Pilip, Strauss questioned about Blakeman’s special sheriff program

Pilip, Strauss questioned about Blakeman’s special sheriff program
Legislators Mazi Melesa Pilip and Scott Strauss answering questions at a Lakeville Estates Civic meeting Wednesday night. (Photo by Taylor Herzlich)

Legislators Mazi Melesa Pilip and Scott Strauss responded to resident concerns at a Lakeville Estates civic meeting Wednesday night, including a barrage of questions about their support of Nassau County Executive Bruce Blakeman’s special deputy sheriff program and a Las Vegas Sands proposal to build a casino at the Nassau Hub.

While the legislators discussed community issues they have addressed, such as installing new street medians and creating more signage at dangerous intersections, most of the conversation was dominated by discussion of county-wide news, especially the executive’s special deputy sheriff program.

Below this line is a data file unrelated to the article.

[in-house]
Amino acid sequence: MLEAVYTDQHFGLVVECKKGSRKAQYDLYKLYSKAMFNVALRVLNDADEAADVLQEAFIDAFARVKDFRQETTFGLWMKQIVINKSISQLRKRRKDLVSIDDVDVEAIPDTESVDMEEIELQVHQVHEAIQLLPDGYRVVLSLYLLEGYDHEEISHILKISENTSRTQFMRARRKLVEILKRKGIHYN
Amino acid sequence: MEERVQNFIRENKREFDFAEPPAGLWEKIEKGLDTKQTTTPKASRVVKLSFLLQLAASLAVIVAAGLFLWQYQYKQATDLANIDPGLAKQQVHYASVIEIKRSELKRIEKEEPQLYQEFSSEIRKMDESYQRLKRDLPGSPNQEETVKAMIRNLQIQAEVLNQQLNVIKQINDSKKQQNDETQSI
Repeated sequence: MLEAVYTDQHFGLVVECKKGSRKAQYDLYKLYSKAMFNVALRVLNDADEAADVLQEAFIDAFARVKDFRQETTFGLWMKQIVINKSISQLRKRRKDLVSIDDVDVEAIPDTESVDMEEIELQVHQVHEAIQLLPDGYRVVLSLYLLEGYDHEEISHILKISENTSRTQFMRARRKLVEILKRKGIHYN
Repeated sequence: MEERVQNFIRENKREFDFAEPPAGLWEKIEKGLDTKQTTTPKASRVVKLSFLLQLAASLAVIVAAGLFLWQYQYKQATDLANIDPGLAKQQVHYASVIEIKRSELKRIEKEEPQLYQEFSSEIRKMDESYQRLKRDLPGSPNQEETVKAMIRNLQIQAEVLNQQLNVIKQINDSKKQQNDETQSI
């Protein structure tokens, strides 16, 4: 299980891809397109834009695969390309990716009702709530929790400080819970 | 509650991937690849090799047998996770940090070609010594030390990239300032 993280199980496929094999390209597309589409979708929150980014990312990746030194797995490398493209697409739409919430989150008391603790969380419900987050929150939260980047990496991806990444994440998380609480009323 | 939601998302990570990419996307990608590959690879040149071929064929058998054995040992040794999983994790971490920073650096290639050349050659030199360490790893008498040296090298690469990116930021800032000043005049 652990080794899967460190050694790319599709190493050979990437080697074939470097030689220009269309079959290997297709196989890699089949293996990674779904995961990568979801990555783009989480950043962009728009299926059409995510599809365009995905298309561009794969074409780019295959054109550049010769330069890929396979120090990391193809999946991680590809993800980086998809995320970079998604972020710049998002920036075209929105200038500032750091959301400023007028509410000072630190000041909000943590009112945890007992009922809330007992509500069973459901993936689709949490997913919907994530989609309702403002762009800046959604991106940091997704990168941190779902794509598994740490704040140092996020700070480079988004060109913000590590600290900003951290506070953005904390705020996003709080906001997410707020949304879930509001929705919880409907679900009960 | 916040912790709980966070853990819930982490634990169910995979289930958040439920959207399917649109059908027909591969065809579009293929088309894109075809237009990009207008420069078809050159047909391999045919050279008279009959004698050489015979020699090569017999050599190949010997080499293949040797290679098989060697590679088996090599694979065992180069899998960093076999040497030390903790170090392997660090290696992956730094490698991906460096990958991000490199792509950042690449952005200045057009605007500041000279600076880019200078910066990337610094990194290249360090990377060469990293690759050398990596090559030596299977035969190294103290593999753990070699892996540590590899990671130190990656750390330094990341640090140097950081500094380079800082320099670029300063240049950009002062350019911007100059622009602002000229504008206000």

“The militia is not very well-defined. It’s very concerning,” Sabine Margolis, a resident, said. “I mean, I have at least 10 questions here.”

Margolis is behind the digital petition demanding that Blakeman halt the creation of the citizen sheriff program.

The petition, which has amassed nearly 2,300 signatures, calls on Blakeman to instead direct his attention to “protecting Long island’s precious natural resources, revitalizing our downtowns, fixing the county’s broken assessment system, finding a solution to the Nassau University Medical Center’s financial problems, lowering our taxes, etc.”

Margolis walked to the table at which Pilip and Strauss sat, said she knows Pilip is a “woman of [her] word” and handed the legislator a paper with her list of questions.

“A very similar program is run successfully up in Westchester County,” said Strauss, who replaced long-serving legislator Richard Nicolello and represents District 9. “The applicants are being vetted very thoroughly by the Nassau County Police Department and the Sheriff’s Department, which is going to be conducting the training of the program. We’ll take it step by step as it comes to us, but we’re interested as well. We’re residents here.”

The exact Westchester program Strauss was referring to is unclear. One possibility is the Public Safety Emergency Force, a specialized reserve unit made up of part-time deputy sheriffs.